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Bacolod City, Philippines Tuesday, November 12, 2019
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Capitol grants coop bank
one year extension guv
BY GILBERT P. BAYORAN

 

The Negros Cooperative Bank is getting a one-year extension on their use of the 526-square meter lot at the Capitol Park and Lagoon in Bacolod City.

This was announced yesterday by Governor Eugenio Jose Lacson, in response to the appeal for consideration by the Negros Cooperative Bank.

The Sangguniang Panlalawigan of Negros Occidental had approved a resolution authorizing Lacson to demand that the NCB vacate and terminate the deed of usufruct between the provincial government and the cooperative bank, allegedly due to a breach of contract.

The cooperative bank had not paid its water and electricity bills to the provincial government, which it admitted, Lacson said.

The provincial government is planning to convert the area to be vacated by the cooperative bank December next year, into a coffee shop.

Lacson said that they will extend help to NCB in looking for a private property, that they can lease, as the provincial government cannot provide a space for them.

Confirming that they had not been paying for electric bills, Lacson said that they will correct it by putting up a sub-meter, for them to start paying their electric bills, until December next year.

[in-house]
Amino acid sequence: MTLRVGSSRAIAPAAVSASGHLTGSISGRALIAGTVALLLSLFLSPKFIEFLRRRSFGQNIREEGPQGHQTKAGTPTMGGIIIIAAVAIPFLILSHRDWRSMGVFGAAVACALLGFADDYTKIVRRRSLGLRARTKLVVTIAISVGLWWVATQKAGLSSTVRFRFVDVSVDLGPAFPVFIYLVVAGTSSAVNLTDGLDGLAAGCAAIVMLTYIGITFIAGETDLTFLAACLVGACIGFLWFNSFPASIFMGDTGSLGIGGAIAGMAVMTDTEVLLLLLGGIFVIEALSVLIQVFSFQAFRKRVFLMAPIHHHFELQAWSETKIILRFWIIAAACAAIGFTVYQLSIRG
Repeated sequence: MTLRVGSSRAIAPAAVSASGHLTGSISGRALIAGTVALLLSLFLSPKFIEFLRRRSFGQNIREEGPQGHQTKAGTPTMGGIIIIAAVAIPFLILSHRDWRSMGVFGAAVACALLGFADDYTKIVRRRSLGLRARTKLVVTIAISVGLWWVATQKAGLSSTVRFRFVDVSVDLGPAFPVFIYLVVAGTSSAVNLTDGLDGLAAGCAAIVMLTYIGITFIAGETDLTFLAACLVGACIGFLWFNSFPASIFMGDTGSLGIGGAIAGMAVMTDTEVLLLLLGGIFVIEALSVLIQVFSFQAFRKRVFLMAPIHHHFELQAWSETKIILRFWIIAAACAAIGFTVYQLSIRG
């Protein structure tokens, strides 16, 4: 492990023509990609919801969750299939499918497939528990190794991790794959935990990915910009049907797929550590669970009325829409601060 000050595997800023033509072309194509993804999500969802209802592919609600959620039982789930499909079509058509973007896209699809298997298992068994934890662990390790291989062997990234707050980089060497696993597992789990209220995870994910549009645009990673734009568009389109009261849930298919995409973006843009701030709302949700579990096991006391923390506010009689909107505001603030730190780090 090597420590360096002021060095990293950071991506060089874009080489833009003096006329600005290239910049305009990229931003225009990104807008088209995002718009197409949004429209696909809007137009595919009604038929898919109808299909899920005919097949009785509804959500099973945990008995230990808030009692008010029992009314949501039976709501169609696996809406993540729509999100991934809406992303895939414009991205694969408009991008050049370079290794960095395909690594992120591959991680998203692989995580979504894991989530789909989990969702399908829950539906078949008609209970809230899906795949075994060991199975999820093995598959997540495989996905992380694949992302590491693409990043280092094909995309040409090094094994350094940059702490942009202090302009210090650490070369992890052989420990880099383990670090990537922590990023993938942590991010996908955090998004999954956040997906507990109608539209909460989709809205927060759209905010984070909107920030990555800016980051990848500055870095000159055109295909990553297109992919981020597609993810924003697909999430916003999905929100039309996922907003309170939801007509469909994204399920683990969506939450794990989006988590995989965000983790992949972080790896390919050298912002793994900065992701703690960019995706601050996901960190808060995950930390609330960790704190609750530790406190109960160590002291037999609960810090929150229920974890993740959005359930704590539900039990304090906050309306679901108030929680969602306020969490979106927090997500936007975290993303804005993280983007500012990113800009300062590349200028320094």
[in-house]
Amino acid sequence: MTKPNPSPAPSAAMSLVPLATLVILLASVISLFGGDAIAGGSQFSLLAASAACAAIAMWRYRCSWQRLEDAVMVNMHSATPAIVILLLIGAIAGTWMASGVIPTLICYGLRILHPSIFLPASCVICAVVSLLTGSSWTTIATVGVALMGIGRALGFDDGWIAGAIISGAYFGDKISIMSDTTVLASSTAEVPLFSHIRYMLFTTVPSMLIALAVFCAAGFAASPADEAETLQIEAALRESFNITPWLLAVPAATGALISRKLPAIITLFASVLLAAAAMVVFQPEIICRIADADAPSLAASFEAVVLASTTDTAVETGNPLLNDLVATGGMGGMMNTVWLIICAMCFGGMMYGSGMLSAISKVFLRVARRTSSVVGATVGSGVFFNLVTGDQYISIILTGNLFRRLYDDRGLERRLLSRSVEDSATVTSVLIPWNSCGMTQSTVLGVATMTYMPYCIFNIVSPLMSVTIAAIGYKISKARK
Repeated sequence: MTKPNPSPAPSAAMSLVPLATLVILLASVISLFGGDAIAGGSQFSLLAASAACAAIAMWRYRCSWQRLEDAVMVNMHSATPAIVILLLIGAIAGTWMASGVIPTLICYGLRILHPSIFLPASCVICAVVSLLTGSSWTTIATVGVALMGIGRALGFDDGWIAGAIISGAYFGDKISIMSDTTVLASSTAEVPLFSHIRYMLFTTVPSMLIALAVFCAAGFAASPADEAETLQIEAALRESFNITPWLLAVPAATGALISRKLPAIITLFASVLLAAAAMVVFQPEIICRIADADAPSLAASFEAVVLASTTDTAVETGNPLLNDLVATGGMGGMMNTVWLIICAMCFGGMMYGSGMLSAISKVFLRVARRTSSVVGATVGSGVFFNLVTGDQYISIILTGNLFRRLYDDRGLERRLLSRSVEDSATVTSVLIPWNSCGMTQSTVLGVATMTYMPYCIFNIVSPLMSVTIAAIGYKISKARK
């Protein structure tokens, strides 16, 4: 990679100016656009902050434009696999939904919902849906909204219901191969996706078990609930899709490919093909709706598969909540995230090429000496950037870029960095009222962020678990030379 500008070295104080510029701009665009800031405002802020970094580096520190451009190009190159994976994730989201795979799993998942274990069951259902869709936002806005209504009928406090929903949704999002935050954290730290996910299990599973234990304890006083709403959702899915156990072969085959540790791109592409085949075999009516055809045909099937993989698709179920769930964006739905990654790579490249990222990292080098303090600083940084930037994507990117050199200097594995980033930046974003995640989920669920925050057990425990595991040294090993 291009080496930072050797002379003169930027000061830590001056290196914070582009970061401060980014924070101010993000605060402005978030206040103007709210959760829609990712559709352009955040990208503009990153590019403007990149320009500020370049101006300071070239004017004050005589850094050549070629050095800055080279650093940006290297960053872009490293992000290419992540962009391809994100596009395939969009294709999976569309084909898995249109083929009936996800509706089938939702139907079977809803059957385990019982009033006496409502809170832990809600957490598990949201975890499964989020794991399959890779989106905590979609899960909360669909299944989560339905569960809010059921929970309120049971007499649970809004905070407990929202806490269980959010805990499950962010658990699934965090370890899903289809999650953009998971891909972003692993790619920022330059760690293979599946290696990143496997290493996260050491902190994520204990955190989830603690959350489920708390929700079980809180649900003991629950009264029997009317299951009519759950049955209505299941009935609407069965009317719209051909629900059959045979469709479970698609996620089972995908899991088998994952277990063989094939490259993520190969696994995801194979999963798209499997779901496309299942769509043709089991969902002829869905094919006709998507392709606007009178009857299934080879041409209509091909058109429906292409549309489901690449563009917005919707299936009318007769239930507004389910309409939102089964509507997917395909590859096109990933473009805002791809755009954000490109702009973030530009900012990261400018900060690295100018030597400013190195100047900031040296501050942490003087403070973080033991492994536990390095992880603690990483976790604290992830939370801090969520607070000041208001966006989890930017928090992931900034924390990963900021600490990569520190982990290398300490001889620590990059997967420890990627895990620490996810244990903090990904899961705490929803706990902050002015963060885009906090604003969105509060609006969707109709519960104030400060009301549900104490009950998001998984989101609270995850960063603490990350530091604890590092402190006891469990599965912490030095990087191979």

As to their previous electric bills, Lacson said the provincial government will no longer require them to pay for them.

Bayona, who was then a provincial consultant and presently NCB head, explained that the NCB was a project of the province through the late governor Joseph Marañon, who told them to establish this bank to be owned by Cooperative Primaries and “to enjoy free provincial facilities in line with the law on government support for cooperatives.”

He said the late governor wanted to provide the cooperatives easier access to credit at lower interest. “All members of the board are representing our cooperatives and serve pro bono,” he said.

Bayona stressed that all profits of the bank goes to the 47 member-coop primaries in the province, from San Carlos to Sipalay cities.

He added that the members comprising about 25,000 cooperators who are farmers, teachers, government employees, and ordinary cooperators, “stand to lose if the bank loses.”

Lacson said they have yet to decide if the provincial government or a private firm will manage the coffee shop at the soon-to-be vacated NCB area.*

 

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